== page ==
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OKAY, I HAVE HEARING PROBLEMS
BUT IS IT TIME TO GET HEARING AIDS?
I am an audiologist in my mid 60's and have high frequency hearing loss in both ears. However, I am not yet a hearing aid candidate. I know this because I have been testing hearing aids for years and know that my loss is not bad enough to gain noticeable improvement with hearing aids. Experience shows that just because someone shows hearing loss, they are not necessarily an immediate candidate for hearing aids. This is why it is so important to see a qualified and honest professional for your hearing care. They will tell you if you need hearing aids and just as importantly, if you are not quite yet a candidate, they will tell you to wait.
So when IS it time?
This is my rule* or guideline for determining when it's time to get hearing aids
My operative definition of "communicatively significant hearing loss" (i.e., when hearing aid augmentation is most likely noticeable and beneficial) is when the averaged hearing loss is greater than 35dB in the better ear.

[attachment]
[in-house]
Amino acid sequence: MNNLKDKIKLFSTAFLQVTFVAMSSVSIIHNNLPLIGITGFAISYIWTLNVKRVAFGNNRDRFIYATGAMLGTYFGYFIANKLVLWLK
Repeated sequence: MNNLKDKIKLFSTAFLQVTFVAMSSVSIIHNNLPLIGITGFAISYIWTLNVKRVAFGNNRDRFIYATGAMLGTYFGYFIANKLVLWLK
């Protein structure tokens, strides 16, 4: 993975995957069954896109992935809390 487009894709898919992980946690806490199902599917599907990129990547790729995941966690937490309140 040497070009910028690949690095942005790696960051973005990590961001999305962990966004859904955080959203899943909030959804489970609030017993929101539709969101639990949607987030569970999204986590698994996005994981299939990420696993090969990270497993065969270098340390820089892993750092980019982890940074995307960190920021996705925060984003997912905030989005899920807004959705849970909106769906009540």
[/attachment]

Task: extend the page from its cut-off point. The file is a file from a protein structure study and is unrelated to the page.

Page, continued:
If you have received a hearing test, find out what your "averaged hearing levels" are in in both ears.
If your averaged hearing loss equals.....
0-25dB: There is little or no hearing disability (even if there is high frequency loss). There are a few exceptions to this rule
25-35dB: Borderline disability. There may be noticeable hearing problems, but hearing aids often do not provide enough benefit to be worth it (there are definitely exceptions to this rule).
35dB+: It's time...to discuss getting help for your hearing loss; meaning, your hearing loss is communicatively significant to you and others and hearing aids will usually make a noticeable and beneficial improvement to your hearing and your communication with other people.
*This rule has been pretty much correct in my practice.